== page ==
“The religious magazine Guidepost dealt with articles that were submitted to them from around the country. They were true stories written by the actual people who were involved in the incidents and adventures. They were basically religious responses to adversity and they were more enjoyable because they were real and written by ordinary people. They weren’t celebrities like I had to draw in my movie work. Norman Vincent Peale was the minister who wrote most of them. He wrote a book which was very famous, The Power of Positive Thinking. These people were mostly from the MidWest and round the part of the country where I grew up, so I understood them. There was no conflict with the rather racy stuff I did for other magazines and the movie posters and the sexy women I drew in my other work.”
With a career that spans such a long time and a body of work arguably unmatched by any other living illustrator, you would think that McGinnis would want to take it easy. But this couldn’t be further from the truth as his attitude to his work remains the same as it has done even when he was a younger man.
“I didn’t plan anything. I was just trying to make a living. I was working in a small studio in Cincinnati, Ohio, and [my wife] Ferne and I lived in an old converted country schoolhouse, 20 miles upriver near New Richmond, Ohio. We then moved to Greenwich, Connecticut, to have a try at illustration – where I’ve remained. An assignment would come along and I’d do it. I do have artists that I admire like Andrew Wyeth, Norman Rockwell and among my contemporaries people like Bernie Fuchs and Bob Peak and a faint vision in my mind of how I could improve or make it come alive. But I am still plagued by the desire to work and do something better,” he admits to us. He used to work in variety of media including oils, gouache or acrylic but these days he works in egg tempera.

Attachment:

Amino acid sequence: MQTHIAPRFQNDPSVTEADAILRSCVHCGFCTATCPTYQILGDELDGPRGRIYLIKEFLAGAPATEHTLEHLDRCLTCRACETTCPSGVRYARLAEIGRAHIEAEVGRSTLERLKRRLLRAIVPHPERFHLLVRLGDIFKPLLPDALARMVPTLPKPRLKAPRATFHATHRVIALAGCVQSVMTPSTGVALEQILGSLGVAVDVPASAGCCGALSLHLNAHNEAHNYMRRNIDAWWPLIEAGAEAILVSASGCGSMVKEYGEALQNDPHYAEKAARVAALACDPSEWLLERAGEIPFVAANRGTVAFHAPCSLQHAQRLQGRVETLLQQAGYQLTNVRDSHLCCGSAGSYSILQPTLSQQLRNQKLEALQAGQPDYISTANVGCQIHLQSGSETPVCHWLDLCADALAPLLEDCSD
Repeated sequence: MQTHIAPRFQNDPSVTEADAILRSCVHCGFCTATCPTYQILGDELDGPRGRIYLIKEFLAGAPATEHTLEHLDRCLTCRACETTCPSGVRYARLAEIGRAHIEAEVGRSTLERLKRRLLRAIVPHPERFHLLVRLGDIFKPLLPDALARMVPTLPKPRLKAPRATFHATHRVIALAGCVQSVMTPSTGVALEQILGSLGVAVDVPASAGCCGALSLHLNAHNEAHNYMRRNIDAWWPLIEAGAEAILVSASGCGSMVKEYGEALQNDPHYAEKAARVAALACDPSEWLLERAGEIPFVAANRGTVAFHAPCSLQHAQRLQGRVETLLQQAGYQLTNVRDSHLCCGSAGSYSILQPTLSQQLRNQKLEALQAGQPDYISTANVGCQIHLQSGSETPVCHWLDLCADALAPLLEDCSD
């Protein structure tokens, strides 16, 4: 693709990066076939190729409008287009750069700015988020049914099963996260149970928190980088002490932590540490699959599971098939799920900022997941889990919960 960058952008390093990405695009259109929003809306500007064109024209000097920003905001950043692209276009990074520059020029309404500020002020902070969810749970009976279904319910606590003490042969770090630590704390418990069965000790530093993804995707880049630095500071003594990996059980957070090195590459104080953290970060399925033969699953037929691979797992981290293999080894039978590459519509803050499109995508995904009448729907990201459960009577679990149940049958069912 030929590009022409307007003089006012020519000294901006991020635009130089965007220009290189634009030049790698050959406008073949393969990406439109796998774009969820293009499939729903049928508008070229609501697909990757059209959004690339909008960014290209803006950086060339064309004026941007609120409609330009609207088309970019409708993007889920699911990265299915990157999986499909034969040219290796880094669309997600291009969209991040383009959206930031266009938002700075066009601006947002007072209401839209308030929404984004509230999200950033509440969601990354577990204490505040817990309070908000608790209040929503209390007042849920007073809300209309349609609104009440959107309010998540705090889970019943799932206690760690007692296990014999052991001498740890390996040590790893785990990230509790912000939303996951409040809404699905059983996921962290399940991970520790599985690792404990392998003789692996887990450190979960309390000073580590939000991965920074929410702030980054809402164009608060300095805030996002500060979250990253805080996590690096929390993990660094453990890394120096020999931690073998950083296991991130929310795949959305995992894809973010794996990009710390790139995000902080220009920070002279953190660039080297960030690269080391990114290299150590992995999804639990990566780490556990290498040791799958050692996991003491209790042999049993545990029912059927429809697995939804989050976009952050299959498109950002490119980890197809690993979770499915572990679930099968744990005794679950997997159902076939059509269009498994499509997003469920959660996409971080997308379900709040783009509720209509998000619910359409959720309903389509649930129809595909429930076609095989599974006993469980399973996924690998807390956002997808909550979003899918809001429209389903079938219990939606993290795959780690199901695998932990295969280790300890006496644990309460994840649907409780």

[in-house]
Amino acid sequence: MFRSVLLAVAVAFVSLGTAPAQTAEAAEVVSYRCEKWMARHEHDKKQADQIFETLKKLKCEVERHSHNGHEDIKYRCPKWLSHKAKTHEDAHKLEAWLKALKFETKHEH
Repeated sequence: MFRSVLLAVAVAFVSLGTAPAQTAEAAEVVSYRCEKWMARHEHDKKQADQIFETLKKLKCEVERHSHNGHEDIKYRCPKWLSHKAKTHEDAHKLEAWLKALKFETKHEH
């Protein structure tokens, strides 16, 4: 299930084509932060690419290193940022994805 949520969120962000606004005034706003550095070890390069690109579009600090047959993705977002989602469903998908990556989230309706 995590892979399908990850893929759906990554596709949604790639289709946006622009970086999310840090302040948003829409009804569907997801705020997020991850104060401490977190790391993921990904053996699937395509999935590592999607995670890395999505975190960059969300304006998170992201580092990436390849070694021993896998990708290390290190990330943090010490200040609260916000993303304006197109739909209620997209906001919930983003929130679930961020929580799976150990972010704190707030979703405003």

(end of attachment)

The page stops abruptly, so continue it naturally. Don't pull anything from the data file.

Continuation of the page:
Film posters have changed over the years and the vogue for the sort of work that
McGinnis used to do seems to have fallen out of favour in Hollywood. The artist sounds a little bit regretful that the same approach isn’t taken to today’s movie posters.
“Posters don’t have that human warmth, the strengths and the weaknesses of a painter or an artist. Sometimes they can be flawed and now you can have a computer which can make perfect images. And I can’t knock computer art and the work that they do because it’s just so imaginative and wonderful. But that flavour is gone. I am reluctant to criticise current movie posters. I do get an occasional call to do a movie poster but I don’t get many,” McGinnis says.
For him, drawing is in his lifeblood and he is a very modest man as he is still striving to match on paper what is in his head even after years as an artist and with accolades from an impressive list of people like Pixar director Brad Bird and Richard Taylor from Peter Jackson’s special effects company Weta (Lord of The Rings and The Hobbit).
“It’s a deeply ingrained habit. I go down to my studio and be quiet and put on a bit of music, sit there and work on a painting, something that I have a feeling for, an affection for. It’s very satisfying and I may be deceiving myself in thinking I am accomplishing something. I couldn’t do anything else.”
McGinnis continues to work (he did an illustration for gin company Daffys this year, Stella Artois commissioned new images from him back in 2009 and he still produces work for crime and thriller publisher Hard Case Crime). Despite his own modesty and his advanced age, McGinnis is still an artist whose work is still thrilling and instantly recognisable. Remember his name.